HAMPDEN, Maine — Nearly four months after meeting with the director of the Maine Cancer Registry, local officials and residents are still waiting for follow-up information on residents’ concerns about cancer cases on Coldbrook Road.
During a council meeting on Monday night, Mayor Carol Duprey provided a brief status report on what local officials have been doing in their efforts to get answers from state health officials.
Town councilors voted in October to ask the Maine Center for Disease Control to investigate resident Jim Barrows’ concern about what he believes is a higher than normal rate of cancer on a roughly mile-long stretch of Coldbrook Road, near the former Pine Tree Landfill.
Barrows, who said he and several members of his family have been diagnosed with cancer, first brought the matter to the attention of town officials in July 2002.
He said in October that he knew of 15 people with some form of cancer living on the section of Coldbrook Road that runs from H.O. Bouchard Inc. to Coldbrook Equestrian. There are 20 households within that span, he said. Nearby are a former landfill and several large transportation companies.
Barrows’ list of people diagnosed with cancer since then has grown to more than 40, he said late last week.
Dr. Molly Schwenn, director of the Maine Cancer Registry, attended a council meeting in November to provide an update on her findings so far and to assure the community that she will continue to look into the matter.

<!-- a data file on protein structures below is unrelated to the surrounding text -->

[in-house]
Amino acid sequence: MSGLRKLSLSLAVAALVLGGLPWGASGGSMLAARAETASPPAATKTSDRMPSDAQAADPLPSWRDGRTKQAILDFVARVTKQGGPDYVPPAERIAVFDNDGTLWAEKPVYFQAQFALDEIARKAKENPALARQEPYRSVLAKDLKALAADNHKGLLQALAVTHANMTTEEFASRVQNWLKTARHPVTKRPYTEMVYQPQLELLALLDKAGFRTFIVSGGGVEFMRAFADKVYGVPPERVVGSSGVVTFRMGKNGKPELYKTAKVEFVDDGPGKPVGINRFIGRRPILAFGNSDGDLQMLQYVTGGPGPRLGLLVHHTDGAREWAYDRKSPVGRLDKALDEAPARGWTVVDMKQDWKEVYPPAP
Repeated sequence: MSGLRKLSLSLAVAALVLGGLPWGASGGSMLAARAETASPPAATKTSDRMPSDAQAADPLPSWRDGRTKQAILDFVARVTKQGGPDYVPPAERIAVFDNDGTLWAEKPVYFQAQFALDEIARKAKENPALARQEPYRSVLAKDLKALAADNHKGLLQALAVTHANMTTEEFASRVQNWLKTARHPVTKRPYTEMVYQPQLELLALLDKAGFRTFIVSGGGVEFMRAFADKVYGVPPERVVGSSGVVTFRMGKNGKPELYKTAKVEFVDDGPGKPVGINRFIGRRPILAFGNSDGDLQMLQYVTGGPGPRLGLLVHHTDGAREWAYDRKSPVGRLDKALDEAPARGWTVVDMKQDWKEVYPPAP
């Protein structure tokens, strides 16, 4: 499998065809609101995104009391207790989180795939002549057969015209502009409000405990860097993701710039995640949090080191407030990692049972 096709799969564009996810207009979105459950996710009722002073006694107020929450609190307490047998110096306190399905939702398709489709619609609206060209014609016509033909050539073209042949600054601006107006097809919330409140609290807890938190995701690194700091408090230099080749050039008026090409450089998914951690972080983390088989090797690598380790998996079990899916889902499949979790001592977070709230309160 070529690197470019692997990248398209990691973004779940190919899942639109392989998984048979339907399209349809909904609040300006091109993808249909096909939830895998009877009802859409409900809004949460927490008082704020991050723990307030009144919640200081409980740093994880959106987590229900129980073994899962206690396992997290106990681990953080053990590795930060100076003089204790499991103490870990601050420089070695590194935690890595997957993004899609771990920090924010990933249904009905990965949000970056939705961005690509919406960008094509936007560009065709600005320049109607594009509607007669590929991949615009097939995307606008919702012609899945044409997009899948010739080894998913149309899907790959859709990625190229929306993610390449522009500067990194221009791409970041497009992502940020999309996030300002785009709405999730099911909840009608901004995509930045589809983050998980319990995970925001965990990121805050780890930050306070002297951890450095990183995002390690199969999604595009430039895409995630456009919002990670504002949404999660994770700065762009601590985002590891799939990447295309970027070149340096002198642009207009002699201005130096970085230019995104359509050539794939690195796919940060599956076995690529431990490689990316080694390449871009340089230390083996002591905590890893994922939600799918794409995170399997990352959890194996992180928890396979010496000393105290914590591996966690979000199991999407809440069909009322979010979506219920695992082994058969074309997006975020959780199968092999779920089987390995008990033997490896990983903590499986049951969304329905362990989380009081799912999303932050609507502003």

At that time, she said that her research into cancer cases in Hampden so far did not indicate the existence of a cancer cluster among former and current Coldbrook Road residents.
She found that the rates of cancer overall and for the major types were not higher than those for Penobscot County or the state. She said that for Hampden, observed cases of the most common kinds of cancer — prostate, breast, lung and bronchus and colorectal — were slightly below what the directory would expect to find.
She also said there were not any unusual occurrences of rare cancers or cancers found in unusually young victims.
Since then, however, Town Manager Susan Lessard’s requests for additional information — including a copy of a slideshow Schwenn shared at the meeting — have gone unanswered.
At the request of his wife, the mayor, Rep. Brian Duprey contacted Dr. Sheila Pinette, director of the Maine Center for Disease Control, last week in the hope of eliciting some action.
In an email to Pinette, he noted that Schwenn had met with town councilors in November and that the town manager had requested additional information shortly thereafter. He further said that Barrows “has been requesting information for years from Dr. Schwenn without satisfactorily getting answers.
“This citizen has been telling me he has been getting stonewalled by the Cancer Registry for years, and considering the treatment we are getting, we know this is true. Why are we being ignored? What does she not want us to find out?” Duprey said. “The Federal CDC told our resident that they would get involved if asked by Maine officials. I would like to see them take over the case, as I feel we are not getting accurate information.”
Duprey wrote that he wanted to give Pinette an opportunity to provide the information town officials are seeking before taking the matter up with Health and Human Services Commissioner Mary Mayhew.
On Monday, Duprey received an email from Pinette saying she will set up a meeting with Schwenn and other state health officials to discuss the matter.